A Long Wait For A Deserved Soulmate

I have always been an animal lover, especially dogs. I was fascinated whenever I would see service dogs in public. I knew I couldn’t distract them because they were working. I would pretend that my stuffed animals were my service dogs.

Image of a service dog for Canine Companions. (Creative Commons)

The training process for service dogs usually takes a long time. The assistance dog candidates are selected for how well they can assist with certain tasks and temperament. Large organizations such as Four Paws For Ability, Canine Companions For Independence, and Guide Dogs For The Blind ensure healthy puppies with desirable traits. These organizations often use foster families for the puppies during their first year so that the pups will get used to living with a normal family life surrounded by sights, sounds, and smells. Once a pup is two years old, they will start his specialized training, which will include working on tasks like opening doors, pushing elevator buttons, helping the handler walk, comforting after night terrors or anxiety, alerting seizures, etc.

People who qualify to get a service dog may use a wheelchair, gait trainer, and have difficulty walking. There are many other things that service dogs can help people with too, like diabetes and PTSD.

Four years ago, my parents began researching all different service dog services and Four Paws for Ability seemed like it was the right one. I went to the National Institute of Health (NIH) to do a gait study of my walking. While being there, we learned that it would be best for us to wait until I was older so I could take the dog to college with me. I was approved to get a service dog, and I remember the faces of excitement my parents and I had; we were extremely happy.

Even if a person qualifies for a dog, financial problems might hold them back from affording one. Families spend up to a year fundraising for an assistance dog.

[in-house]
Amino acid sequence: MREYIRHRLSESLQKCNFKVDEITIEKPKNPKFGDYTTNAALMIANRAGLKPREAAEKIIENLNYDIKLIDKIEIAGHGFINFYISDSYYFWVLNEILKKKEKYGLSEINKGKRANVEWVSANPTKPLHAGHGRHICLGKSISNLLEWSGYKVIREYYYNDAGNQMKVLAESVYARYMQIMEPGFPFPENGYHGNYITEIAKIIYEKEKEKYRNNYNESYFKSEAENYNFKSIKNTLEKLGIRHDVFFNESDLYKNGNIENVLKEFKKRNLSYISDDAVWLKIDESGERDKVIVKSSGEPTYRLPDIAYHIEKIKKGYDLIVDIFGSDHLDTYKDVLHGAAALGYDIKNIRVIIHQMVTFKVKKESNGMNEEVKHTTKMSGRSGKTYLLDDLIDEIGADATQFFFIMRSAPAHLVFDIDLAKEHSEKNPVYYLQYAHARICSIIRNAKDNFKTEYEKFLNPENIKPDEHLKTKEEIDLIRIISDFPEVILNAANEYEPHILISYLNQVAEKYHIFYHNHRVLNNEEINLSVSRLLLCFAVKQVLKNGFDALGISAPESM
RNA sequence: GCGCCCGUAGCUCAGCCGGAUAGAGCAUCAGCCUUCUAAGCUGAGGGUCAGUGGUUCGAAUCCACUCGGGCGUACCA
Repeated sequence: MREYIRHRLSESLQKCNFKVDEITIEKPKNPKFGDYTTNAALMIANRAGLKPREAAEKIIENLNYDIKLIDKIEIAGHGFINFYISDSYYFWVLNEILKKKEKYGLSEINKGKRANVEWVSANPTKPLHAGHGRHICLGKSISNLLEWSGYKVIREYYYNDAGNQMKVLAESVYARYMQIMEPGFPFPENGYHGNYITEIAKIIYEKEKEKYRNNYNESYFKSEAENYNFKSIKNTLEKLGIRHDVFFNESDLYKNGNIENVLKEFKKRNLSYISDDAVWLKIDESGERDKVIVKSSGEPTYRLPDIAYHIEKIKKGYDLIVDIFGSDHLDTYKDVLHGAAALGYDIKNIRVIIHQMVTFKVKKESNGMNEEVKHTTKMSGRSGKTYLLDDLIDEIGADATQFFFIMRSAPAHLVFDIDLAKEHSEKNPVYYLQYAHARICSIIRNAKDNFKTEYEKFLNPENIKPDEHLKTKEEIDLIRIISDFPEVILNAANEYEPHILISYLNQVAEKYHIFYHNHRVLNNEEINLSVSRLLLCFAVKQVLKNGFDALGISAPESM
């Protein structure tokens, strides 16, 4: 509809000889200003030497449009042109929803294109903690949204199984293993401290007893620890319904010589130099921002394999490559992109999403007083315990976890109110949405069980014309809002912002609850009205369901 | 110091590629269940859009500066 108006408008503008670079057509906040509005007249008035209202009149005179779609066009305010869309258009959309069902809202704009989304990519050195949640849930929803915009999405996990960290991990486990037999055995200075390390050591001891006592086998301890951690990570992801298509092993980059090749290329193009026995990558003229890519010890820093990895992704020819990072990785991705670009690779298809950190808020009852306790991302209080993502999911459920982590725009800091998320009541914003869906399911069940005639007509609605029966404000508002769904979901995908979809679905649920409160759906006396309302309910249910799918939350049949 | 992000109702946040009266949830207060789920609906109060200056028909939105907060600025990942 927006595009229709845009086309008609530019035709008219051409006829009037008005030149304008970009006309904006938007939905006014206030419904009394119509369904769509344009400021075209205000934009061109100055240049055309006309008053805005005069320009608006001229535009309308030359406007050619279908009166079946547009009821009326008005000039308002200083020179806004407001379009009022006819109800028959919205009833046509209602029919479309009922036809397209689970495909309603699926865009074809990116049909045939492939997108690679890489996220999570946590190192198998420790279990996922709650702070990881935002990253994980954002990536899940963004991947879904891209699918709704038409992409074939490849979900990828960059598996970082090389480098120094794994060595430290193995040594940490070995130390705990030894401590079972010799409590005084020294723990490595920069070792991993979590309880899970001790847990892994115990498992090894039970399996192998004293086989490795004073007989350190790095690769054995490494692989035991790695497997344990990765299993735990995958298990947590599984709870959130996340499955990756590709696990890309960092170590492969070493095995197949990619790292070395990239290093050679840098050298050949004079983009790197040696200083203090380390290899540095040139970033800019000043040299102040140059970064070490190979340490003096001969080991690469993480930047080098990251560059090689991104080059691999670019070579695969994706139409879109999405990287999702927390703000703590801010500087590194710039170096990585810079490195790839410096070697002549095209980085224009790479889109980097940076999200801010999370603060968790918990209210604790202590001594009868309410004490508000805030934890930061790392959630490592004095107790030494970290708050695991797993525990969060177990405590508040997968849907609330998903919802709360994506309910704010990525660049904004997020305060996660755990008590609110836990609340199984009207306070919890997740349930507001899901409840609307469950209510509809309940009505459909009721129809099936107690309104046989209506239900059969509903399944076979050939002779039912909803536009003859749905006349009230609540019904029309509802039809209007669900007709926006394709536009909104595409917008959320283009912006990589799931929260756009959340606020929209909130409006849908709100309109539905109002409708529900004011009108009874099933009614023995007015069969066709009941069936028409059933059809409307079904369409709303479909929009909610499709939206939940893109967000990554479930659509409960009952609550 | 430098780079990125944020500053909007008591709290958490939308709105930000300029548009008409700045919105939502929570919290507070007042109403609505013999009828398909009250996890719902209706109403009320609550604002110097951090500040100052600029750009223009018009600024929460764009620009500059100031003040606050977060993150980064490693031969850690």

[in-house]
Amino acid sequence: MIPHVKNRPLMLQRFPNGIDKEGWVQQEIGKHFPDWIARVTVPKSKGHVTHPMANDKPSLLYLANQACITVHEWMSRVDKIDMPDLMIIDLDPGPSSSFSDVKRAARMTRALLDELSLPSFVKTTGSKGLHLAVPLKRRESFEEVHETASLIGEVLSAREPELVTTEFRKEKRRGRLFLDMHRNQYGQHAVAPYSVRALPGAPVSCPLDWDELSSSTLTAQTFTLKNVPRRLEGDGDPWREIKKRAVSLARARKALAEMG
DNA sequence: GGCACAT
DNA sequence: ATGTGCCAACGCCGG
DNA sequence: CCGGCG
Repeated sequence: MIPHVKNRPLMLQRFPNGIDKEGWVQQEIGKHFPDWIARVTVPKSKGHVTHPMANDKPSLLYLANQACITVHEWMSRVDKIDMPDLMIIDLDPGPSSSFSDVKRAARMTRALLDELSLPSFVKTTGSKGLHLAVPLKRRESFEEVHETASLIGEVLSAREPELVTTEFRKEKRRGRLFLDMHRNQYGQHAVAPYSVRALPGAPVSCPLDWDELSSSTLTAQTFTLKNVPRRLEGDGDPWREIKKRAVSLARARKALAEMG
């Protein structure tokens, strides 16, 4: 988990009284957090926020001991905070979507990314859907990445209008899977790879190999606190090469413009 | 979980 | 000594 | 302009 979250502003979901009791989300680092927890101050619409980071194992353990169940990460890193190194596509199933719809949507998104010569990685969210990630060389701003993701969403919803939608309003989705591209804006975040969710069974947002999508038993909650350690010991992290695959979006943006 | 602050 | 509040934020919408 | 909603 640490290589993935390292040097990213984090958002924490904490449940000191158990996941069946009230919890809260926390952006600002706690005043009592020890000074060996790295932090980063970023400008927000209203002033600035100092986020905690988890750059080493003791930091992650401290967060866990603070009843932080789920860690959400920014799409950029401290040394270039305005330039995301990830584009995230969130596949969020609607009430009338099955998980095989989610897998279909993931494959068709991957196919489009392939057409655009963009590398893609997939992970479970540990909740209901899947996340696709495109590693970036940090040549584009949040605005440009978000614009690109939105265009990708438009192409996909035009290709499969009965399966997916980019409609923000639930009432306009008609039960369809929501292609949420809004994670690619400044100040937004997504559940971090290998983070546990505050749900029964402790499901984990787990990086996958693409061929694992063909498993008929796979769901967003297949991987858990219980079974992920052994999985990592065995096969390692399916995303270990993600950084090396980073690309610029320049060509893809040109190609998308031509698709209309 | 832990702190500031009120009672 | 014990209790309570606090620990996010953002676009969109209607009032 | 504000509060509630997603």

We set up a fundraising page on my mom’s Facebook, and we raised $17,000 in less than 48 hours; it was incredible!

Woodgrove Sophomore Meredith Buxton’s puppy, Remus, is currently in the process of being trained to be their service dog. “One of the biggest difficulties has been money. We had to spend months fundraising just to afford the puppy and the first round of training,” Buxton recalls. “From research to fundraising, to just the waiting time in general; it’s been about two years and counting. My puppy still has a lot of training to undergo.”

Woodgrove student Meredith Buxton with their puppy, Remus. (Meredith Buxton)

Buxton feels that a big misconception about these helper canines and the process of getting them is that many people know little about them. A lot of people think the dogs are only for veterans who have been in wars or the blind.
I’ll continue anxiously waiting to meet my soulmate, but until then, I’ll support Buxton with their service dog journey.
You can support service dogs by donating to large organizations like Four Paws For Ability, Canine Companions For Independence, Guide Dogs For The Blind, and many more.